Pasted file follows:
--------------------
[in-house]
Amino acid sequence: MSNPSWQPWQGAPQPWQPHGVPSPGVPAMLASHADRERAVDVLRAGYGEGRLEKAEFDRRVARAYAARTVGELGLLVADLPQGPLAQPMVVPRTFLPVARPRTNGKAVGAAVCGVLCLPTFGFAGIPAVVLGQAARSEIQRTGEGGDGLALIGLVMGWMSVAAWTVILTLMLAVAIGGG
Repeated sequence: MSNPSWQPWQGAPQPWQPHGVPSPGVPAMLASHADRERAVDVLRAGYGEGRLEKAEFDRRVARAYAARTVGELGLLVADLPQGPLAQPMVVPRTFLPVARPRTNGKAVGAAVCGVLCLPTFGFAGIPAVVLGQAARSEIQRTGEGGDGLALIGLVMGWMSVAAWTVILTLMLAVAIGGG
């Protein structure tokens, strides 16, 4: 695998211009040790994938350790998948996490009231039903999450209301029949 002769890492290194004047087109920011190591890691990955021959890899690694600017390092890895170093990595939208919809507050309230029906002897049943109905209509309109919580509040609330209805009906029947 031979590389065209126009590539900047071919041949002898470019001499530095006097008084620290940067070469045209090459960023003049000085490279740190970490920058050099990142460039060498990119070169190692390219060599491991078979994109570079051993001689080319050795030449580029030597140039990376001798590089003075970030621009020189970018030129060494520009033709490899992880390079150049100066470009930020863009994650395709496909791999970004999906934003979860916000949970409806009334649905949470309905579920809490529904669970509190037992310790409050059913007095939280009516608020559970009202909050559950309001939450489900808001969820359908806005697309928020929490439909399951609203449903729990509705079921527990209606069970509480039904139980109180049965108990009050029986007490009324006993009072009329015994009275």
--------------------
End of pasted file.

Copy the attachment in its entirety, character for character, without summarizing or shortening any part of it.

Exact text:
[in-house]
Amino acid sequence: MSNPSWQPWQGAPQPWQPHGVPSPGVPAMLASHADRERAVDVLRAGYGEGRLEKAEFDRRVARAYAARTVGELGLLVADLPQGPLAQPMVVPRTFLPVARPRTNGKAVGAAVCGVLCLPTFGFAGIPAVVLGQAARSEIQRTGEGGDGLALIGLVMGWMSVAAWTVILTLMLAVAIGGG
Repeated sequence: MSNPSWQPWQGAPQPWQPHGVPSPGVPAMLASHADRERAVDVLRAGYGEGRLEKAEFDRRVARAYAARTVGELGLLVADLPQGPLAQPMVVPRTFLPVARPRTNGKAVGAAVCGVLCLPTFGFAGIPAVVLGQAARSEIQRTGEGGDGLALIGLVMGWMSVAAWTVILTLMLAVAIGGG
């Protein structure tokens, strides 16, 4: 695998211009040790994938350790998948996490009231039903999450209301029949 002769890492290194004047087109920011190591890691990955021959890899690694600017390092890895170093990595939208919809507050309230029906002897049943109905209509309109919580509040609330209805009906029947 031979590389065209126009590539900047071919041949002898470019001499530095006097008084620290940067070469045209090459960023003049000085490279740190970490920058050099990142460039060498990119070169190692390219060599491991078979994109570079051993001689080319050795030449580029030597140039990376001798590089003075970030621009020189970018030129060494520009033709490899992880390079150049100066470009930020863009994650395709496909791999970004999906934003979860916000949970409806009334649905949470309905579920809490529904669970509190037992310790409050059913007095939280009516608020559970009202909050559950309001939450489900808001969820359908806005697309928020929490439909399951609203449903729990509705079921527990209606069970509480039904139980109180049965108990009050029986007490009324006993009072009329015994009275």